Flaw in e-voting software?

Johns Hopkins' technical report

Related Links

Voters could cast multiple votes for one candidate on an electronic voting system because of possible flaws in the software that forms the systems' key component, said researchers at Johns Hopkins University.

Researchers studied computer code believed to be for the electronic voting equipment produced by Ohio-based Diebold Election Systems, a subsidiary of Diebold Inc. The code was anonymously posted on the Internet earlier this year.

One flaw is the use of a smart card that voters would need to access the voting machine. A voter intent on tampering with the system could program a counterfeit card, hide it and then use it to cast multiple votes for a single candidate, according to researchers.

"A 15-year-old computer enthusiast could make these counterfeit cards in a garage and sell them. Then, even an ordinary voter could cast more than one vote for a candidate at a polling place that uses this electronic voting system," said Avi Rubin, technical director of the Information Security Institute at Johns Hopkins.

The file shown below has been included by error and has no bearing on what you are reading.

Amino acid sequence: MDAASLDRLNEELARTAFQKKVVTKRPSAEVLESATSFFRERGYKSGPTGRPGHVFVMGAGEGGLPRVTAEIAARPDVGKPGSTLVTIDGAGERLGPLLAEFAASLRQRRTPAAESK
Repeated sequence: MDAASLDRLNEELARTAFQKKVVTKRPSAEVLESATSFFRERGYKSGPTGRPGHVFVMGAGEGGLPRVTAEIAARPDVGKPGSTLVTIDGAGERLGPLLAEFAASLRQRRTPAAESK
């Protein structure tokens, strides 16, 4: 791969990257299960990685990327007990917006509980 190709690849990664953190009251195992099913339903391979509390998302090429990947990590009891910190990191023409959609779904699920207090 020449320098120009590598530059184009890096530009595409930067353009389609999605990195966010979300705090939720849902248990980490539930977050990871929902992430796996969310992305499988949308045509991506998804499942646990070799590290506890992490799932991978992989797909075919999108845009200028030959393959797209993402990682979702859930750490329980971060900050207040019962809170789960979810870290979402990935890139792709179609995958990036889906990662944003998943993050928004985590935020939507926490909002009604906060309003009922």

According to the report, in 2002 elections, Georgia, California and Kansas used Diebold voting stations, on which votes are cast using a touch-screen monitor. Diebold also finalized an agreement July 21 to provide voting equipment for Maryland.

Many states have considered computer screen-voting systems as a better alternative to punch-card ballots after the problems discovered in Florida's ballot system during the 2000 presidential election.

Featured

  • Defense
    Ryan D. McCarthy being sworn in as Army Secretary Oct. 10, 2019. (Photo credit: Sgt. Dana Clarke/U.S. Army)

    Army wants to spend nearly $1B on cloud, data by 2025

    Army Secretary Ryan McCarthy said lack of funding or a potential delay in the JEDI cloud bid "strikes to the heart of our concern."

  • Congress
    Rep. Jim Langevin (D-R.I.) at the Hack the Capitol conference Sept. 20, 2018

    Jim Langevin's view from the Hill

    As chairman of of the Intelligence and Emerging Threats and Capabilities subcommittee of the House Armed Services Committe and a member of the House Homeland Security Committee, Rhode Island Democrat Jim Langevin is one of the most influential voices on cybersecurity in Congress.

Stay Connected

FCW INSIDER

Sign up for our newsletter.

I agree to this site's Privacy Policy.